This is what we’ve learned about getting new volunteers on board and keeping them satisfied in their roles.
Volunteers of 2019 have specific needs that are guiding their decision-making processes. Having a deep, research-based understanding of your current cohort is essential, but it’s just as important to know the motivations of your future volunteers. Our article, Australian Volunteers of 2019, (link to article) is a detailed look into these current trends, the insights of which have helped us to develop retention and recruitment strategies that really work. At the core of it all, we need to be able to speak to modern volunteers about things that they actually care about!
Bringing more volunteers on board
Following the completion of our 2019 Volunteering Trends Study with Curtin University of Technology, we began to know our volunteers more deeply, from their motivations through to their needs around flexibility and recognition. The best thing about this knowledge? We’re now able to develop some clear guidelines around effective recruitment strategies that are connecting with volunteers better than ever before.
Guideline 1: Every volunteer has different needs, so if you can, offer person-centred volunteering opportunities. These opportunities need to be flexible and allow for changes in personal circumstances (e.g., changes in health, employment, or family commitments).
Guideline 2: People want to know about the additional benefits of volunteering. Be clear in your advertising material about the benefits you offer, such as training, mentoring, rewards and recognition, flexible roles, socialisation, improvement of resumes, and attainment of skills.
Guideline 3: As you probably know, life in 2019 is busy! In order to capture more volunteers provide opportunities to get involved that are outside of the typical Monday through Friday working hours.
Guideline 4: People are interested in micro-volunteering and digital volunteering opportunities, so now’s the time to start integrating these into your offering.
Guideline 5: People are busy (we already mentioned that, right?) Well, that was a recurring theme of the study, therefore the volunteering application process needs to be as efficient as possible!
Guideline 6: Volunteers who come from different sectors and different stages of life will have different goals. Keep this in mind when communicating with each group. Read our article Older vs Younger Volunteers (link to article) to see how this works in practice.
Guideline 7: Keep detailed records around your past and current recruitment methods. This will help you track your progress and measure successes.
Guideline 8: This is not a game of Where’s Wally! Make sure your brand is being seen, to increase the trust around your communications. If you’re in a bit of a rut when it comes to distribution methods (sticking to the same newspapers and online spaces for your marketing), try some new media such as the GoVolunteer App, to increase your reach.
Keeping your volunteers engaged and motivated
Having an engaged group of core volunteers is an essential part of many organisations. Following the Chorus and Curtin University Volunteering Trend Study, we have put together some retention guidelines that will help keep your current volunteers feeling valued and excited about their contributions.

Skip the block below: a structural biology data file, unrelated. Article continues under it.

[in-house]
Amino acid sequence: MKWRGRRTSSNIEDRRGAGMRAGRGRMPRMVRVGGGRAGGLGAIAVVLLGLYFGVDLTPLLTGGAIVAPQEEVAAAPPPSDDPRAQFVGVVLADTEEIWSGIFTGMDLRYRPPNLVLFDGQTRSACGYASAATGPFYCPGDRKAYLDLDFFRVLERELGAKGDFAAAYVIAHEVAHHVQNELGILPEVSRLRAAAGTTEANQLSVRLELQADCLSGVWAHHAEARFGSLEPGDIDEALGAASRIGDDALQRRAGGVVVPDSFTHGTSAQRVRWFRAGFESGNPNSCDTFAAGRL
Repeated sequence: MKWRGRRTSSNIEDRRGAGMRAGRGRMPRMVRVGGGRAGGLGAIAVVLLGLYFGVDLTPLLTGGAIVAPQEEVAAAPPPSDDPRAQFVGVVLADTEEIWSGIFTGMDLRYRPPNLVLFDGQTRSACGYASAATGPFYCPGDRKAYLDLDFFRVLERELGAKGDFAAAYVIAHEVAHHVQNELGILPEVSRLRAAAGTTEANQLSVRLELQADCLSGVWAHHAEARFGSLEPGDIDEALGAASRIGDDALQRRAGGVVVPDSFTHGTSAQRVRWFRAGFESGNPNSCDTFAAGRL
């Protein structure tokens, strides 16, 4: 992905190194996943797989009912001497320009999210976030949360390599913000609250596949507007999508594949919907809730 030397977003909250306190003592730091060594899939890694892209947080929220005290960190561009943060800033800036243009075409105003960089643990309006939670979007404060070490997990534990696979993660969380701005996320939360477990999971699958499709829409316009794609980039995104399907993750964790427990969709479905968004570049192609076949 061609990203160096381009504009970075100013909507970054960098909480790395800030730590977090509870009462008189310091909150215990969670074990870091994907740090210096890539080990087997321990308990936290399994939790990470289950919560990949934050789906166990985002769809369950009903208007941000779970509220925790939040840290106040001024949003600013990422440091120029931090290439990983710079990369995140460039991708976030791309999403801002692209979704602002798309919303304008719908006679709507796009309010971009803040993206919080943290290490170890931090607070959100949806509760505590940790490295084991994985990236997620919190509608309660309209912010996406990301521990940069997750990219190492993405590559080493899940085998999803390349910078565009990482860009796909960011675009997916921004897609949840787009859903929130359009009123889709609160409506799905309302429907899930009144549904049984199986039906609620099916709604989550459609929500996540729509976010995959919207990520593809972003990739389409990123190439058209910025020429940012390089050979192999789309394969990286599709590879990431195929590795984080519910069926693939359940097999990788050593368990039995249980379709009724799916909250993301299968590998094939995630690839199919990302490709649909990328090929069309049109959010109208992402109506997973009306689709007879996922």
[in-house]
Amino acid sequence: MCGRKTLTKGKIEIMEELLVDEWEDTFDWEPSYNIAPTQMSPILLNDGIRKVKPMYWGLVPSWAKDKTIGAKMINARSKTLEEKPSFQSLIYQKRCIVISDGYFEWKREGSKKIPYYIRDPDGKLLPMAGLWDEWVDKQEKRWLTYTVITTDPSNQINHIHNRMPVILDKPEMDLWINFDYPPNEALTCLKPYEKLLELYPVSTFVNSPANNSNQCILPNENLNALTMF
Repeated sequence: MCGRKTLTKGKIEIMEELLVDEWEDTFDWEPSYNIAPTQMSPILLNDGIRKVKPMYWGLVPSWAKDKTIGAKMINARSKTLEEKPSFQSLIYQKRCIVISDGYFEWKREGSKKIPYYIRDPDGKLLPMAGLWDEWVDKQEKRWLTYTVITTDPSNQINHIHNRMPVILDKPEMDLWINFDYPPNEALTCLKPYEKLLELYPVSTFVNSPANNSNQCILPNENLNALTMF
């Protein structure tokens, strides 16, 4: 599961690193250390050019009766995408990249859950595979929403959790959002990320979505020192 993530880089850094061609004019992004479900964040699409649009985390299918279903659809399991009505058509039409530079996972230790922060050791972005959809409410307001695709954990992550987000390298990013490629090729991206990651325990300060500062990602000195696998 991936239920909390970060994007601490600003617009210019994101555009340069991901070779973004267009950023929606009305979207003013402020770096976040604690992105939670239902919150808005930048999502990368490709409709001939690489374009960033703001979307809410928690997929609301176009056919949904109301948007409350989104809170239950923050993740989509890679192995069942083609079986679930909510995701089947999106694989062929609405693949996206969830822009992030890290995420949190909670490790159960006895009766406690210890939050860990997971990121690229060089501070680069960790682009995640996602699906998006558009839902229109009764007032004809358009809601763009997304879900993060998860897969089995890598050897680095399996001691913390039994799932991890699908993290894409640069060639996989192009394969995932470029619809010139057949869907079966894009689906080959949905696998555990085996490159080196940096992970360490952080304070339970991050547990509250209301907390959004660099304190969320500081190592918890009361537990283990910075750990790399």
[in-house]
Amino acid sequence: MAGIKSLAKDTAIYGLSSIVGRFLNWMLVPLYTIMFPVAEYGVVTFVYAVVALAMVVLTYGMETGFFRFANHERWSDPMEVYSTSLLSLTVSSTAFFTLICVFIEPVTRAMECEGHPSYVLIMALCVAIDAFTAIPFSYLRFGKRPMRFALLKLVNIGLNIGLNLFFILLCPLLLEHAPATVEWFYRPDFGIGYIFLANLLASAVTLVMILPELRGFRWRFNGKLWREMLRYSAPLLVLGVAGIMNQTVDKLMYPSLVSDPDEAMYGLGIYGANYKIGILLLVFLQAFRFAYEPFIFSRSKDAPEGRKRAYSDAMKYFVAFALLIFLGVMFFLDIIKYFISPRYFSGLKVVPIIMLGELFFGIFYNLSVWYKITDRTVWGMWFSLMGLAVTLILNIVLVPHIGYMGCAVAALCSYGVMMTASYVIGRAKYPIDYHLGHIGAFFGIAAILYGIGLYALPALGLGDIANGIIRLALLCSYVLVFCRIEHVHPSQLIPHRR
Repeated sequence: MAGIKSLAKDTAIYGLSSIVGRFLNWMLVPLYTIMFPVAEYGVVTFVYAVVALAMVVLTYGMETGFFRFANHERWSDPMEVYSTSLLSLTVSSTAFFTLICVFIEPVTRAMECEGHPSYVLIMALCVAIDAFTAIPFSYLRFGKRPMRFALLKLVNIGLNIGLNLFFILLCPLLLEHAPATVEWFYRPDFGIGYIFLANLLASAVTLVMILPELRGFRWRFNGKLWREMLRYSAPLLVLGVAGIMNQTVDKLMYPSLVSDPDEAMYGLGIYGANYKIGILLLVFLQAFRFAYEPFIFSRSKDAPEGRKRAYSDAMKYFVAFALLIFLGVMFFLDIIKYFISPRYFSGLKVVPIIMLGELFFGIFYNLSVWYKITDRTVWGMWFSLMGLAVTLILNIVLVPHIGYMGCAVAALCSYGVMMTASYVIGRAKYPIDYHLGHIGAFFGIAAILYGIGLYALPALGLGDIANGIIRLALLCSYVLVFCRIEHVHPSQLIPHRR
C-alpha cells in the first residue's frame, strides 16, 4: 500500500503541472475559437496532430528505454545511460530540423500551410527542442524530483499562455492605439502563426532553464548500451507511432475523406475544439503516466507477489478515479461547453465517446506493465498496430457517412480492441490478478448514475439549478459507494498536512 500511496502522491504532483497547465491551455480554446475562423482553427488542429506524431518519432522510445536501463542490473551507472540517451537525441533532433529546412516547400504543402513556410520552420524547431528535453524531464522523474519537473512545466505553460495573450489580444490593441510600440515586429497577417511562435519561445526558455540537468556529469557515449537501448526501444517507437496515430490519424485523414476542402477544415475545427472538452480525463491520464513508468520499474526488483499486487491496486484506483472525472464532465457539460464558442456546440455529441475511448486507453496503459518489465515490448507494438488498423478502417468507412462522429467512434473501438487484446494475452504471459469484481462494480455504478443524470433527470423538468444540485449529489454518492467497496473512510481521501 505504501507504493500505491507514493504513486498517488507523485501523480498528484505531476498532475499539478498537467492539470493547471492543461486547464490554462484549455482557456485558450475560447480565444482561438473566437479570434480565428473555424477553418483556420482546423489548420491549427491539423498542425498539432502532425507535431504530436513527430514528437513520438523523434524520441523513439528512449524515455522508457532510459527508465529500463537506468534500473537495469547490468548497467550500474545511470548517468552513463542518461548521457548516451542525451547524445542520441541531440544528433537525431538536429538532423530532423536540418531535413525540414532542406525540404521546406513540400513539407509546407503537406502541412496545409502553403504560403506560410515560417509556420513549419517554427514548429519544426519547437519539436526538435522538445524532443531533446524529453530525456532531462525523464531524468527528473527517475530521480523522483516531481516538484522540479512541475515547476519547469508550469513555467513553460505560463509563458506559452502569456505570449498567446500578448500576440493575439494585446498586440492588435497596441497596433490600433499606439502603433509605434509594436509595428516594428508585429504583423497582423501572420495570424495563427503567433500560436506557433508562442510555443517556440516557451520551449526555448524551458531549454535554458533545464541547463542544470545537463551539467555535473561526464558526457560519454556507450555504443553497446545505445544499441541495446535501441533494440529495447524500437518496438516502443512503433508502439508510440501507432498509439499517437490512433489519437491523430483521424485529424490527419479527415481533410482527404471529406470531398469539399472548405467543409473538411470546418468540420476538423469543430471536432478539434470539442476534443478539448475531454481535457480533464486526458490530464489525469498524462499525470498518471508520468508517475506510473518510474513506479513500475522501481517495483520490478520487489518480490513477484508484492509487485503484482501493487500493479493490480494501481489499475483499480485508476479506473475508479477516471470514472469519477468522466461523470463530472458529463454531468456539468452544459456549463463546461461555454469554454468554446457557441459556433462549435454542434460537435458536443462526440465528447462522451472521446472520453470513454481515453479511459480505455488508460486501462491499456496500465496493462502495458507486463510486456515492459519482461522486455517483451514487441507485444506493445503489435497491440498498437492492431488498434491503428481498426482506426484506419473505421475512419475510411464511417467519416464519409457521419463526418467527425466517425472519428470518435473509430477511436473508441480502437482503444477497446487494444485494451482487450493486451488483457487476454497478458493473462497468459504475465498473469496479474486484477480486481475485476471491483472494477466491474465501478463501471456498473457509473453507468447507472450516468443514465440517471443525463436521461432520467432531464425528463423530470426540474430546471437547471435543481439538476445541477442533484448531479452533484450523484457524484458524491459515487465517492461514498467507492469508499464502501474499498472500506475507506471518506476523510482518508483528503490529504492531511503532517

Guideline 1: People like change, movement, and flexibility. If a volunteer feels limited in their activities, they will more likely move on to new opportunities. If you’re able, provide flexible opportunities for your volunteers to evolve as their lives do. A person-centred approach is always best.
Guideline 2: Volunteers like to feel comfortable in the services they’re providing. Remember, this could be a whole new role for them, so provide comprehensive and appropriate training to all of your volunteers. These inductions should be done in smaller group session so that more volunteers will receive one-on-one attention and guidance.
Guideline 3: Everyone wants to feel validated. This could be as simple as providing a certificate to volunteers upon their completion of a training, or you might also like to recognise volunteer milestones to show their value within the organisation.
Guideline 4: Talk the talk. Having opportunities for open and engaging dialogue between each volunteer and the organisation is a must. This is all about helping people feel heard and can be done via incremental feedback meetings (once every 4–6 months, perhaps), encouraging volunteers to provide feedback in-person or via digital communications, and by starting an anonymous ‘suggestions’ box.
Guideline 5: The socialising aspect of volunteering is important to modern volunteers. Ensure that there’s a strong sense of social interconnectedness amongst volunteers who will benefit from developing a shared sense of purpose. This can be encouraged by making social inclusion a core value of your organisation.
Guideline 6: Change is inevitable. In order to retain your core volunteer base during times of change (either within their personal lives or within the organisation), support them as needed. This may mean more flexible hours, a period of time away from their role, a guidance towards accessing health services, or a simple acknowledgement of their position.
Sharing our knowledge
At Chorus, we believe in the benefits of sharing industry knowledge. When it comes to volunteering, in particular, only good things can come from a more united approach. With more volunteers
who are engaged with their work and motivated to get involved, our communities will continue to improve. To learn more about the Chorus and Curtin University of Technology Volunteering Trends Study Click here.